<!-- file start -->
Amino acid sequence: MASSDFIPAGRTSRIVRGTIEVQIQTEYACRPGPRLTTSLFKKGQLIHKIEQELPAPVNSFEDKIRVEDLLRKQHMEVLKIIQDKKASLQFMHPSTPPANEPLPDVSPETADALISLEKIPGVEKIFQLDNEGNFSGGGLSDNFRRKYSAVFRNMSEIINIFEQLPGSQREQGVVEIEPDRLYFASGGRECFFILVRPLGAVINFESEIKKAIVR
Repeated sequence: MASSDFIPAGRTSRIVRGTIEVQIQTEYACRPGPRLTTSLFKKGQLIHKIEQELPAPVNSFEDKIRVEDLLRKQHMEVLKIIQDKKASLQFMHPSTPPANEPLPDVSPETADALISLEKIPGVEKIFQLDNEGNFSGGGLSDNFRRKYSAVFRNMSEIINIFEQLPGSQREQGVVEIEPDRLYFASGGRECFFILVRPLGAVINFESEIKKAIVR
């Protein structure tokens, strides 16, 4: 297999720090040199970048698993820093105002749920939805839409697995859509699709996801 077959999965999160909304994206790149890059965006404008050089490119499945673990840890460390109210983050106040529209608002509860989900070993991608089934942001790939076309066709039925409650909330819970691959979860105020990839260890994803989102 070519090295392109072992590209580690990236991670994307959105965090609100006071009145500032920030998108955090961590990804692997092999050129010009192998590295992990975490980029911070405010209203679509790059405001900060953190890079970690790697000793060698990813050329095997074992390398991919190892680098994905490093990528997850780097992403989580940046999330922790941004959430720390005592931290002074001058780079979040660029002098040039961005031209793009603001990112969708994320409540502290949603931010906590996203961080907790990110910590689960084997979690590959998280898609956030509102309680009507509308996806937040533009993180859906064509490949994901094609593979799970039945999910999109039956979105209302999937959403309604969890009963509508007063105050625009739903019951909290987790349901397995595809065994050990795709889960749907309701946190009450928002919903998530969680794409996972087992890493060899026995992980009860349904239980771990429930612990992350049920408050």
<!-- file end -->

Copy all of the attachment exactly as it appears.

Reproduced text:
Amino acid sequence: MASSDFIPAGRTSRIVRGTIEVQIQTEYACRPGPRLTTSLFKKGQLIHKIEQELPAPVNSFEDKIRVEDLLRKQHMEVLKIIQDKKASLQFMHPSTPPANEPLPDVSPETADALISLEKIPGVEKIFQLDNEGNFSGGGLSDNFRRKYSAVFRNMSEIINIFEQLPGSQREQGVVEIEPDRLYFASGGRECFFILVRPLGAVINFESEIKKAIVR
Repeated sequence: MASSDFIPAGRTSRIVRGTIEVQIQTEYACRPGPRLTTSLFKKGQLIHKIEQELPAPVNSFEDKIRVEDLLRKQHMEVLKIIQDKKASLQFMHPSTPPANEPLPDVSPETADALISLEKIPGVEKIFQLDNEGNFSGGGLSDNFRRKYSAVFRNMSEIINIFEQLPGSQREQGVVEIEPDRLYFASGGRECFFILVRPLGAVINFESEIKKAIVR
């Protein structure tokens, strides 16, 4: 297999720090040199970048698993820093105002749920939805839409697995859509699709996801 077959999965999160909304994206790149890059965006404008050089490119499945673990840890460390109210983050106040529209608002509860989900070993991608089934942001790939076309066709039925409650909330819970691959979860105020990839260890994803989102 070519090295392109072992590209580690990236991670994307959105965090609100006071009145500032920030998108955090961590990804692997092999050129010009192998590295992990975490980029911070405010209203679509790059405001900060953190890079970690790697000793060698990813050329095997074992390398991919190892680098994905490093990528997850780097992403989580940046999330922790941004959430720390005592931290002074001058780079979040660029002098040039961005031209793009603001990112969708994320409540502290949603931010906590996203961080907790990110910590689960084997979690590959998280898609956030509102309680009507509308996806937040533009993180859906064509490949994901094609593979799970039945999910999109039956979105209302999937959403309604969890009963509508007063105050625009739903019951909290987790349901397995595809065994050990795709889960749907309701946190009450928002919903998530969680794409996972087992890493060899026995992980009860349904239980771990429930612990992350049920408050």